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While this slide presentation (at the foot of this text) leads into the history of US pharmacy, we all share a common heritage up to 1788, the birth year of European settlement in Australia.
As part of understanding the culture of pharmacy, everyone needs to know their origins to be able to centre their own experiences and understanding.
Australian pharmacy lacks an expression of culture. The stories are there but they are not published in a regular or accessible format.
2015 finds Australian pharmacy at a point where it has to modify and change its culture.
A lot of culture components have been suppressed to the extent that few of today’s pharmacists understand that pre-government direct involvement in pharmacy in the form of the Pharmaceutical Benefits Scheme it was the major provider of primary health care which was delivered in a personal and affordable manner.
Pharmacists did diagnose, prescribe and compound medicines for their patients and were visited before going on to the doctor if a complex condition presented.
Because of pressure from the medical profession, the words diagnose and prescribe were never to be openly used.
Even as late as 1977, when the editor (as a management consultant) tried to publish the results of a clinical services pilot study in the AJP, the president of the AMA had virtually a full day’s debate (by telephone) with the secretary of the PSA, to prevent the publishing of the word “consultant” in association with the word “pharmacist” or “pharmacy”.
At the end of that day it was agreed that the word “counseling” could be reserved for pharmacists and that “consultants” remained the preserve of medical doctors.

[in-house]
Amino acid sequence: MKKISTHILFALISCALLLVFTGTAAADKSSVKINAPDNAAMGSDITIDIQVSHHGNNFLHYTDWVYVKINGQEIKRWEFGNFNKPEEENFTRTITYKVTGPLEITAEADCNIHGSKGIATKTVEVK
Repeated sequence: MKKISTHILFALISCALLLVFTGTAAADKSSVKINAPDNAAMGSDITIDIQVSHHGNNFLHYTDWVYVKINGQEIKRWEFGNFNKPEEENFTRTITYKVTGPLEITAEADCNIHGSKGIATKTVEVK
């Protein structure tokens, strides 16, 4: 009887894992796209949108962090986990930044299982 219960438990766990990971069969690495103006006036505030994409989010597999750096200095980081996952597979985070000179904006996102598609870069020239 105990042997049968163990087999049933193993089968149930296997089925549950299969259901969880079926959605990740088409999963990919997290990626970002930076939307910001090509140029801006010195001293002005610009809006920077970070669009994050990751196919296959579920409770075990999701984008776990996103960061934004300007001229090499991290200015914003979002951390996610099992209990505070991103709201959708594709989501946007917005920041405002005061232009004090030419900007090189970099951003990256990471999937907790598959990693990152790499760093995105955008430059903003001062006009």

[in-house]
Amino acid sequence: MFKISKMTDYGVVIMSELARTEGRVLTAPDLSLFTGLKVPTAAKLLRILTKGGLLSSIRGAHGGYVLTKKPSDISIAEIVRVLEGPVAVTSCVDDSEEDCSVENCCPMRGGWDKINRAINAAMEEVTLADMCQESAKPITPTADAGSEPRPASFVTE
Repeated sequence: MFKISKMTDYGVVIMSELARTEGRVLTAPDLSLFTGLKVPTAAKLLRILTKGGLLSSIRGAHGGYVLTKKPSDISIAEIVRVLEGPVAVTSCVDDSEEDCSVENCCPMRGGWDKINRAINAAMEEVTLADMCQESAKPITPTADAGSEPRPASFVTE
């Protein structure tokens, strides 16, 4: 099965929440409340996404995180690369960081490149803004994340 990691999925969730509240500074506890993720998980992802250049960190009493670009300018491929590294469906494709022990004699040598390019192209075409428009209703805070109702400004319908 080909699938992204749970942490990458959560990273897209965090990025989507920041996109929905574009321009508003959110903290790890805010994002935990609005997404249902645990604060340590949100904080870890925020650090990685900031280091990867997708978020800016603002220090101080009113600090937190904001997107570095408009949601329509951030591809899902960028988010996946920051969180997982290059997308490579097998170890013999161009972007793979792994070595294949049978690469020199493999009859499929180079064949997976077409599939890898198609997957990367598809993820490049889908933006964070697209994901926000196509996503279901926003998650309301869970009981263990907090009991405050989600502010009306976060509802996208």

Times have changed and “consultants” now populate many disciplines, so the word “consultant” is not as exclusive as it once was.
Today, the fight still goes on as the medical profession argues over “turf wars”, often deliberately instigated by doctors who try to restrain the introduction of paid clinical services within pharmacist ranks.
That they have been successful for just over 30 years in influencing pharmacy culture sufficient to suppress the introduction of clinical services is testament to their political lobby.
Today, the “winds of change” are blowing down their corridor, so they now talk in terms of “collaboration”, which is a diversionary tactic to buy more time, even though there is a positive element to collaboration, it should not be the “main game”.
Pharmacy needs to retain its professional independence so that it can negotiate equitable collaborative relationships with something of substance.
2015 marks the start of a new cycle in pharmacy with an upwards momentum reaching a peak in 2035.
Our success and wealth creation will totally depend on how we craft our profession – adding cognitive services as new revenue streams while streamlining dispensing services.
New forms of decentralised education forming a regional nucleus will allow independent research to flourish.
Research exchanges will accelerate pharmacy cultural change, but it will take a lot to shake out the dead weight that is present in our leadership organisations.
In the slideshow following you will find many similarities between doctors and pharmacists, also the differences that separated them on occasions. Understanding the 50 centuries of pharmacy development will enable a better understanding to navigate today’s difficulties.